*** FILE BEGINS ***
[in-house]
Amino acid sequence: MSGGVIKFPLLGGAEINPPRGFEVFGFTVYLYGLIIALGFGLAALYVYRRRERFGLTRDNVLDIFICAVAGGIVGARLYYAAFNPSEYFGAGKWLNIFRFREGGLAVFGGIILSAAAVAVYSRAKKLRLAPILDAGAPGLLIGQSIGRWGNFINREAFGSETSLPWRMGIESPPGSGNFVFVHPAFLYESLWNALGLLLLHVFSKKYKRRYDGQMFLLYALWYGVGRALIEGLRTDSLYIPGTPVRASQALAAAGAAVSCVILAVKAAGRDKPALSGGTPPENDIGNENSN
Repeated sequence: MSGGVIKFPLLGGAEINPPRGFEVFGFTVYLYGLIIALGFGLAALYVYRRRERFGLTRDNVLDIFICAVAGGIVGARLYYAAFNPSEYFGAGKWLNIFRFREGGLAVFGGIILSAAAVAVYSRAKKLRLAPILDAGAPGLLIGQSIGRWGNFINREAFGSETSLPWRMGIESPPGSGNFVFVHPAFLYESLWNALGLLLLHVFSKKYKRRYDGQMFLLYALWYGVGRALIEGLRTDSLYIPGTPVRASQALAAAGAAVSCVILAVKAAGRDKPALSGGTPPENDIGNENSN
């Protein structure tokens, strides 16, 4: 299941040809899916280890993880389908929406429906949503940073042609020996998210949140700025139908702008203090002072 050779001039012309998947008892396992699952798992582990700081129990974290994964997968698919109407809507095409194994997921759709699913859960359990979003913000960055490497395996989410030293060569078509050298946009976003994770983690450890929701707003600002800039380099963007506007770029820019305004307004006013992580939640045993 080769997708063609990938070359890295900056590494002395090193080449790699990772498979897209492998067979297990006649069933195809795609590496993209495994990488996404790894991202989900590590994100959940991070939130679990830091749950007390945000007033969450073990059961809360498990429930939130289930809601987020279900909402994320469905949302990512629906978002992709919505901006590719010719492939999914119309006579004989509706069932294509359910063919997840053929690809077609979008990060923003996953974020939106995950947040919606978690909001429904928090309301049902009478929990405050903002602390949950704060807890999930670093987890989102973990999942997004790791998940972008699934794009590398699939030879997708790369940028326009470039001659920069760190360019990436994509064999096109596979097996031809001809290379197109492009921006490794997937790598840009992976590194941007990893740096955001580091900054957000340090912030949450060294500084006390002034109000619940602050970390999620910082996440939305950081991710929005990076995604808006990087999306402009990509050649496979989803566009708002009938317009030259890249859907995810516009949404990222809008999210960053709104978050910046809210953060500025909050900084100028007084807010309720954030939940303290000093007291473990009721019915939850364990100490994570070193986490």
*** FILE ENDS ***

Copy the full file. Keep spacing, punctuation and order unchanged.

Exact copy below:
[in-house]
Amino acid sequence: MSGGVIKFPLLGGAEINPPRGFEVFGFTVYLYGLIIALGFGLAALYVYRRRERFGLTRDNVLDIFICAVAGGIVGARLYYAAFNPSEYFGAGKWLNIFRFREGGLAVFGGIILSAAAVAVYSRAKKLRLAPILDAGAPGLLIGQSIGRWGNFINREAFGSETSLPWRMGIESPPGSGNFVFVHPAFLYESLWNALGLLLLHVFSKKYKRRYDGQMFLLYALWYGVGRALIEGLRTDSLYIPGTPVRASQALAAAGAAVSCVILAVKAAGRDKPALSGGTPPENDIGNENSN
Repeated sequence: MSGGVIKFPLLGGAEINPPRGFEVFGFTVYLYGLIIALGFGLAALYVYRRRERFGLTRDNVLDIFICAVAGGIVGARLYYAAFNPSEYFGAGKWLNIFRFREGGLAVFGGIILSAAAVAVYSRAKKLRLAPILDAGAPGLLIGQSIGRWGNFINREAFGSETSLPWRMGIESPPGSGNFVFVHPAFLYESLWNALGLLLLHVFSKKYKRRYDGQMFLLYALWYGVGRALIEGLRTDSLYIPGTPVRASQALAAAGAAVSCVILAVKAAGRDKPALSGGTPPENDIGNENSN
């Protein structure tokens, strides 16, 4: 299941040809899916280890993880389908929406429906949503940073042609020996998210949140700025139908702008203090002072 050779001039012309998947008892396992699952798992582990700081129990974290994964997968698919109407809507095409194994997921759709699913859960359990979003913000960055490497395996989410030293060569078509050298946009976003994770983690450890929701707003600002800039380099963007506007770029820019305004307004006013992580939640045993 080769997708063609990938070359890295900056590494002395090193080449790699990772498979897209492998067979297990006649069933195809795609590496993209495994990488996404790894991202989900590590994100959940991070939130679990830091749950007390945000007033969450073990059961809360498990429930939130289930809601987020279900909402994320469905949302990512629906978002992709919505901006590719010719492939999914119309006579004989509706069932294509359910063919997840053929690809077609979008990060923003996953974020939106995950947040919606978690909001429904928090309301049902009478929990405050903002602390949950704060807890999930670093987890989102973990999942997004790791998940972008699934794009590398699939030879997708790369940028326009470039001659920069760190360019990436994509064999096109596979097996031809001809290379197109492009921006490794997937790598840009992976590194941007990893740096955001580091900054957000340090912030949450060294500084006390002034109000619940602050970390999620910082996440939305950081991710929005990076995604808006990087999306402009990509050649496979989803566009708002009938317009030259890249859907995810516009949404990222809008999210960053709104978050910046809210953060500025909050900084100028007084807010309720954030939940303290000093007291473990009721019915939850364990100490994570070193986490």